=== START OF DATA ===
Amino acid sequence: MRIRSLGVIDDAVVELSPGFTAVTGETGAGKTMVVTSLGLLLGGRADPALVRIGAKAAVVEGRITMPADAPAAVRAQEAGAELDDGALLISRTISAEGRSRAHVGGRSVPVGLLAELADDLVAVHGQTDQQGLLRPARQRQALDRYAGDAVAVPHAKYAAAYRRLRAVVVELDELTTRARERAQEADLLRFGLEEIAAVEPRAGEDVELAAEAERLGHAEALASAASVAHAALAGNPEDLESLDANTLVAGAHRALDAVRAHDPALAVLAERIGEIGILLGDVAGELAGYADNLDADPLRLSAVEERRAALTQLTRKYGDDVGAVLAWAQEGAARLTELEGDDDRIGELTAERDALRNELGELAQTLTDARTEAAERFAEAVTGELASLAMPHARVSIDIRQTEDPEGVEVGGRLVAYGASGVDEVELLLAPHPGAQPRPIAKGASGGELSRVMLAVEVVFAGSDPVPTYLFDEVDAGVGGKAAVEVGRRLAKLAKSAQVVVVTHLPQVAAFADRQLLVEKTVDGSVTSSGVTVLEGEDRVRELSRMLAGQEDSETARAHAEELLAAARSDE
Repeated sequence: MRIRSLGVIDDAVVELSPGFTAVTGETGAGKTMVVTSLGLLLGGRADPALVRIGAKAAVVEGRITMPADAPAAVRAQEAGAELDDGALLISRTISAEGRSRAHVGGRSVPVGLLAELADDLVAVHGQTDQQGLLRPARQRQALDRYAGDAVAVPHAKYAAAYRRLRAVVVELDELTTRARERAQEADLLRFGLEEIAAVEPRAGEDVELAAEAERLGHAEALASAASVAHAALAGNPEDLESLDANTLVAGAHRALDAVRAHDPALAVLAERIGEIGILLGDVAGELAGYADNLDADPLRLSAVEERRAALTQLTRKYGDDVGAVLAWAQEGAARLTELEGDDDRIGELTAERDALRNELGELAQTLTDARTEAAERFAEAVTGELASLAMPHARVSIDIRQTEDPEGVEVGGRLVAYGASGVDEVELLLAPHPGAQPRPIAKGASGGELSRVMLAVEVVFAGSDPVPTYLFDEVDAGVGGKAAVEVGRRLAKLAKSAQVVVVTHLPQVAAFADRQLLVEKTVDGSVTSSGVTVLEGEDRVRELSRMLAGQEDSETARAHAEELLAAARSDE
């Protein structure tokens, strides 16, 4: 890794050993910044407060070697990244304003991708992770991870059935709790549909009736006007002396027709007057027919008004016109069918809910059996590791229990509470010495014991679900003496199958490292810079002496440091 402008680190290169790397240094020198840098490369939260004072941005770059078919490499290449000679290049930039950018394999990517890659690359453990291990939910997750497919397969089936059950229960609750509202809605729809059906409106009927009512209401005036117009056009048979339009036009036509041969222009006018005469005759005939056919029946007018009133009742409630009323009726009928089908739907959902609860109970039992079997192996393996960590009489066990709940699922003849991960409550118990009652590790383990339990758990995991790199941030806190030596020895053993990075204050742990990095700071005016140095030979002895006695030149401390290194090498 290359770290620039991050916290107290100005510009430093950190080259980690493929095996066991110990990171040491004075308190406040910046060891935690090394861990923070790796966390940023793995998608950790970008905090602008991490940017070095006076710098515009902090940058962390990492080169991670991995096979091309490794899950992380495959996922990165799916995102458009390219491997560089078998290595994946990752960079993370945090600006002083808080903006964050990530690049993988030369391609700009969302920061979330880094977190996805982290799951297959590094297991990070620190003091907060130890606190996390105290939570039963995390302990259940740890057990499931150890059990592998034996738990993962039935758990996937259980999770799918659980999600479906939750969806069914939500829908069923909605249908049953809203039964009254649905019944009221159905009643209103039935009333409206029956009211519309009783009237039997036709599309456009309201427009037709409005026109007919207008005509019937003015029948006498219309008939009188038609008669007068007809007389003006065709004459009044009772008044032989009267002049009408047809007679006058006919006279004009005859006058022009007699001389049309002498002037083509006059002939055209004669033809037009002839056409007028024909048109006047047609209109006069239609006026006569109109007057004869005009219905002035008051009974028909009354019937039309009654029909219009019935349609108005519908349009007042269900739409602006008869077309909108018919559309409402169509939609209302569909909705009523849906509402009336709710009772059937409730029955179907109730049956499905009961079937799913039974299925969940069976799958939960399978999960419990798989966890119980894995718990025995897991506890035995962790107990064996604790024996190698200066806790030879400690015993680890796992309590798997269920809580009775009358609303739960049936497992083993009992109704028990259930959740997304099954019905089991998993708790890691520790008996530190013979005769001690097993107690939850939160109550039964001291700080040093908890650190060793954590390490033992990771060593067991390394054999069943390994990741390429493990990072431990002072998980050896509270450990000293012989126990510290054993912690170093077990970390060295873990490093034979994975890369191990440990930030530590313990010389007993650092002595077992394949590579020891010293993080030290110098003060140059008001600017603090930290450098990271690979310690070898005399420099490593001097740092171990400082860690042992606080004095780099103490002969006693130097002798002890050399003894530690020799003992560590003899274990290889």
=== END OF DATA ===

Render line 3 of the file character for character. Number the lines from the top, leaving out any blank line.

């Protein structure tokens, strides 16, 4: 890794050993910044407060070697990244304003991708992770991870059935709790549909009736006007002396027709007057027919008004016109069918809910059996590791229990509470010495014991679900003496199958490292810079002496440091 402008680190290169790397240094020198840098490369939260004072941005770059078919490499290449000679290049930039950018394999990517890659690359453990291990939910997750497919397969089936059950229960609750509202809605729809059906409106009927009512209401005036117009056009048979339009036009036509041969222009006018005469005759005939056919029946007018009133009742409630009323009726009928089908739907959902609860109970039992079997192996393996960590009489066990709940699922003849991960409550118990009652590790383990339990758990995991790199941030806190030596020895053993990075204050742990990095700071005016140095030979002895006695030149401390290194090498 290359770290620039991050916290107290100005510009430093950190080259980690493929095996066991110990990171040491004075308190406040910046060891935690090394861990923070790796966390940023793995998608950790970008905090602008991490940017070095006076710098515009902090940058962390990492080169991670991995096979091309490794899950992380495959996922990165799916995102458009390219491997560089078998290595994946990752960079993370945090600006002083808080903006964050990530690049993988030369391609700009969302920061979330880094977190996805982290799951297959590094297991990070620190003091907060130890606190996390105290939570039963995390302990259940740890057990499931150890059990592998034996738990993962039935758990996937259980999770799918659980999600479906939750969806069914939500829908069923909605249908049953809203039964009254649905019944009221159905009643209103039935009333409206029956009211519309009783009237039997036709599309456009309201427009037709409005026109007919207008005509019937003015029948006498219309008939009188038609008669007068007809007389003006065709004459009044009772008044032989009267002049009408047809007679006058006919006279004009005859006058022009007699001389049309002498002037083509006059002939055209004669033809037009002839056409007028024909048109006047047609209109006069239609006026006569109109007057004869005009219905002035008051009974028909009354019937039309009654029909219009019935349609108005519908349009007042269900739409602006008869077309909108018919559309409402169509939609209302569909909705009523849906509402009336709710009772059937409730029955179907109730049956499905009961079937799913039974299925969940069976799958939960399978999960419990798989966890119980894995718990025995897991506890035995962790107990064996604790024996190698200066806790030879400690015993680890796992309590798997269920809580009775009358609303739960049936497992083993009992109704028990259930959740997304099954019905089991998993708790890691520790008996530190013979005769001690097993107690939850939160109550039964001291700080040093908890650190060793954590390490033992990771060593067991390394054999069943390994990741390429493990990072431990002072998980050896509270450990000293012989126990510290054993912690170093077990970390060295873990490093034979994975890369191990440990930030530590313990010389007993650092002595077992394949590579020891010293993080030290110098003060140059008001600017603090930290450098990271690979310690070898005399420099490593001097740092171990400082860690042992606080004095780099103490002969006693130097002798002890050399003894530690020799003992560590003899274990290889």